• The Kangaroo armoured personnel carrier was a self-propelled gun or other armoured vehicle, surplus to requirements which was converted by removal of the gun or turret into an infantry carrier. The Kangaroo was not developed until after the D-day landings and
  • The Canal Defence Light ('CDL') was a powerful carbon-arc searchlight mounted on a tank which could be deployed to dazzle and confuse enemy troops.
  • The Churchill Crocodile was a Churchill VII tank in which the hull machine gun was replaced with a flamethrower; fuel was carried behind the tank in an armoured wheeled trailer.

Order of battle[edit]

14 August 1942

The 79th Armoured Division was first raised as a conventional armoured division, with one Armoured Brigade, one Infantry Brigade and supporting arms.[5]

27th Armoured Brigade - Attached to the 79th Armoured Division from 8 September 1942 until 20 October 1943.

185th Infantry Brigade - Transferred out to 3rd Infantry Division on 9 April 1943.

HQ Royal Artillery – converted into 9th Army Group Royal Artillery on 1 May 1943[6]

1943

30th Armoured Brigade - Transferred to the division on 17 October 1943.

1st Assault Brigade and Assault Park Squadron RE - Formed on 1 November 1943

Operation Overlord (Normandy landings)[11]

The division was under direct command of the 21st Army Group, portions being placed in support of the Second Army for Operation Overlord.

1st Assault Brigade and Assault Park Squadron RE (AVRE)

30th Armoured Brigade (Sherman Crab)

September 1944

This is the order of battle on 17 September 1944, at the beginning of Operation Market Garden. The division was not involved in that battle, but was involved heavily in the battles for the Channel ports, such as Operation Astonia at Le Havre, and the Battle of the Scheldt.

30th Armoured Brigade (Sherman Crab)

1st Assault Brigade and Assault Park Squadron RE (AVRE)

1st Tank Brigade

31st Tank Brigade

Operation Varsity (Rhine crossing)

This is the order of battle for the division on 23 March 1945, which was the commencement of the crossing of the River Rhine, and the beginning of the final advance into Germany. As can be seen, the establishment of the division had grown as the requirement for specialised armour had increased.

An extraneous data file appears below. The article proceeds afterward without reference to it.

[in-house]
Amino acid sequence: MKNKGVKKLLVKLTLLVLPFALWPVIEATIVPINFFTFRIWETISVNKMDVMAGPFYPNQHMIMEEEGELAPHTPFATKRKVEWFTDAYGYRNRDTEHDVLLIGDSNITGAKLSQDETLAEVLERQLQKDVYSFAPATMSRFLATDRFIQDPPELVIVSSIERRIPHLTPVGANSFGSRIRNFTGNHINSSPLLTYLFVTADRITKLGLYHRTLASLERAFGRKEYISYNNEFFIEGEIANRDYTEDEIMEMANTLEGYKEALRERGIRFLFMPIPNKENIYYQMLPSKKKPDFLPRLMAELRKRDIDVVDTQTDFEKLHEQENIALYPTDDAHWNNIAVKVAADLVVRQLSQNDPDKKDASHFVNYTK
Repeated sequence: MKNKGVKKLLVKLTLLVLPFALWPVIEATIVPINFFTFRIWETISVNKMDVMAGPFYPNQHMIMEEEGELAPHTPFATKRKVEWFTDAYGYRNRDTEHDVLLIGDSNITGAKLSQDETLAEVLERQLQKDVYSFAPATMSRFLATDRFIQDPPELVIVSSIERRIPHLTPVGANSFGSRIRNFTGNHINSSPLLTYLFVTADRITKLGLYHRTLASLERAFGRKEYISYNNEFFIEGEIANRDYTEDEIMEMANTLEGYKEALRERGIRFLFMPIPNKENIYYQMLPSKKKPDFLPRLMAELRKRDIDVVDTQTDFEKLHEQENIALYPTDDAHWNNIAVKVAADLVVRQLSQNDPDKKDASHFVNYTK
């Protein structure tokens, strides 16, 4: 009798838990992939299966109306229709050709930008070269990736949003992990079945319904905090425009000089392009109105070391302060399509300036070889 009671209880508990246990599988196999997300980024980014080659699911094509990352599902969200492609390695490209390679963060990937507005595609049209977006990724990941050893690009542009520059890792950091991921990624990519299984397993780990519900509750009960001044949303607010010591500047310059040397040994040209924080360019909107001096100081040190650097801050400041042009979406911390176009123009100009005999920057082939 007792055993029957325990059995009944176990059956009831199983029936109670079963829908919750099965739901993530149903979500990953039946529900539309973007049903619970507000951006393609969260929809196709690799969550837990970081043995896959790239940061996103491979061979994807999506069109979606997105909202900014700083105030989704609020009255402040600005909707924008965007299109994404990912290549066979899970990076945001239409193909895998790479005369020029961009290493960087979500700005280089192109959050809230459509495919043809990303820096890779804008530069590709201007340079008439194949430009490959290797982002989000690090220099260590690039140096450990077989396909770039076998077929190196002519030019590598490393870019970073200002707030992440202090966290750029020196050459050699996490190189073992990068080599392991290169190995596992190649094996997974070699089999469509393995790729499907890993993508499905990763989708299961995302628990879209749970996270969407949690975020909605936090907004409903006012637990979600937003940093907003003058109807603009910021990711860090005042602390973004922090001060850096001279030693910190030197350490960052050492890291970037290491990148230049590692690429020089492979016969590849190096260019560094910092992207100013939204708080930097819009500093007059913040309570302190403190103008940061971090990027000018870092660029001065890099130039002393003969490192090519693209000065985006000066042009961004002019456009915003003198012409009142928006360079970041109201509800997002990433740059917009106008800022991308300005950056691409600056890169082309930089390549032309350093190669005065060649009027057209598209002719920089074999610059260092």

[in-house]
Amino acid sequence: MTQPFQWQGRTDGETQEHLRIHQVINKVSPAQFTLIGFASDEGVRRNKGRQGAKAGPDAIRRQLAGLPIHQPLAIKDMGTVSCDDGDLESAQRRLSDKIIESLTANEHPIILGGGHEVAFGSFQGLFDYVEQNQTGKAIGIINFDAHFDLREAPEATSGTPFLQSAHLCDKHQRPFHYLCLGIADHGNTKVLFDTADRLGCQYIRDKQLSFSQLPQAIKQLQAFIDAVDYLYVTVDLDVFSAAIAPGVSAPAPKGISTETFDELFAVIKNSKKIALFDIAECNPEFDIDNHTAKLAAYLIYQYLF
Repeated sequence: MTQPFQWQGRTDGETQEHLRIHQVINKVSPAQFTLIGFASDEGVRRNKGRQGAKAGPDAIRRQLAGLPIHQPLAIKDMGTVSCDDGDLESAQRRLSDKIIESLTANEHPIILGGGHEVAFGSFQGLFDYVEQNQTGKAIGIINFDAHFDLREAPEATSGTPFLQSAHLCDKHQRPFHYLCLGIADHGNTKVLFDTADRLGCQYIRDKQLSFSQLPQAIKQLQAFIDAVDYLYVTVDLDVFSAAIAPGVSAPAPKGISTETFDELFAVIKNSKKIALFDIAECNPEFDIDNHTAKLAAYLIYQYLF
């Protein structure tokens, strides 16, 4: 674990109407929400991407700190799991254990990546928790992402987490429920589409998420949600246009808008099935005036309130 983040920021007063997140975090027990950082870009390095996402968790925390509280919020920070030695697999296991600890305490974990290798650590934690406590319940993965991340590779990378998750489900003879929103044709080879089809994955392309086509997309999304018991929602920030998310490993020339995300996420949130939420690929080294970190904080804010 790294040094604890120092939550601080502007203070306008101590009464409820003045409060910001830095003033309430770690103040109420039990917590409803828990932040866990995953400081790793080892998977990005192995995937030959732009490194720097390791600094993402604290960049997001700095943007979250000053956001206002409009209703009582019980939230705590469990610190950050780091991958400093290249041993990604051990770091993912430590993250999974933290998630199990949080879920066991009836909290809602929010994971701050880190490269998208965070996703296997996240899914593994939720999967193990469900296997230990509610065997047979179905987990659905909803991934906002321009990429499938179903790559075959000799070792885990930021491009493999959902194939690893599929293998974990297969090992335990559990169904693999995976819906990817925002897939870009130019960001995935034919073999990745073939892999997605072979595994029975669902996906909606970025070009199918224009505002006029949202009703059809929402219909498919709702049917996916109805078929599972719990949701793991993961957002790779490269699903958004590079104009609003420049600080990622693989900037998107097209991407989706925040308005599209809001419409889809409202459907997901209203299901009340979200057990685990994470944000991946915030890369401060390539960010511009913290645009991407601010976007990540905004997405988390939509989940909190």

1st Assault Brigade Royal Engineers (AVRE)

30th Armoured Brigade (Sherman Crab)

31st Armoured Brigade (Churchill Crocodile, Kangaroo (armoured personnel carrier))

33rd Armoured Brigade (LVT 4)

See also[edit]

Notes[edit]

  1. ^ a b c "79th Armoured Division". Unit Histories. Retrieved 23 May 2020.
  2. ^ a b "The Funny Tanks of D-Day". Imperial War Museum. Retrieved 23 May 2020.
  3. ^ "The crossing of the Elbe near Lauenburg". Imperial War Museum. Retrieved 23 May 2020.
  4. ^ Fletcher, p. 39
  5. ^ Joslen, p. 30.
  6. ^ 9th AGRA at RA 39–45, accessed 30 March 2015 Archived 4 March 2016 at the Wayback Machine
  7. ^ "142nd Fd Rgt at RA 39–45, accessed 30 March 2015". Archived from the original on 31 March 2016. Retrieved 30 March 2016.
  8. ^ 150th Fd Rgt at RA 39–45, accessed 30 March 2015 Archived 31 January 2013 at the Wayback Machine
  9. ^ "55th A/T Rgt at RA 39–45, accessed 30 March 2015". Archived from the original on 31 March 2016. Retrieved 30 March 2016.
  10. ^ "119 LAA Rgt at RA 39–45, accessed 30 March 2015". Archived from the original on 23 July 2015. Retrieved 30 March 2016.
  11. ^ "Archived copy". Archived from the original on 5 June 2016. Retrieved 3 February 2016.CS1 maint: archived copy as title (link)

References[edit]

  • Doherty, Richard Hobart's 79th Armoured Division at War: Invention, Innovation and Inspiration, Barnsley: Pen & Sword, 2011, ISBN 978-1-84884-398-1.
  • Fletcher, D. Swimming Shermans: Sherman DD Amphibious Tank of World War II, Osprey Publishing, 2006.
  • Hastings, Max (1999). Overlord. London: Pan. p. 396. ISBN 0-330-39012-0.
  • Hobart, P C S; Montgomery, Field Marshal (1945). The story of 79th Armoured Division October 1942-June 1945. Hamburg: 79th Armoured Division. p. 314.
  • Joslen, Lt-Col H.F., Orders of Battle, United Kingdom and Colonial Formations and Units in the Second World War, 1939–1945, London: HM Stationery Office, 1960/Uckfield: Naval & Military Press, 2003, ISBN 1-843424-74-6.
  • Keegan, John; Kenneth Macksey (1991). Churchill's Generals. London: Cassell. pp. 250–254. ISBN 0-304-36712-5.

External links[edit]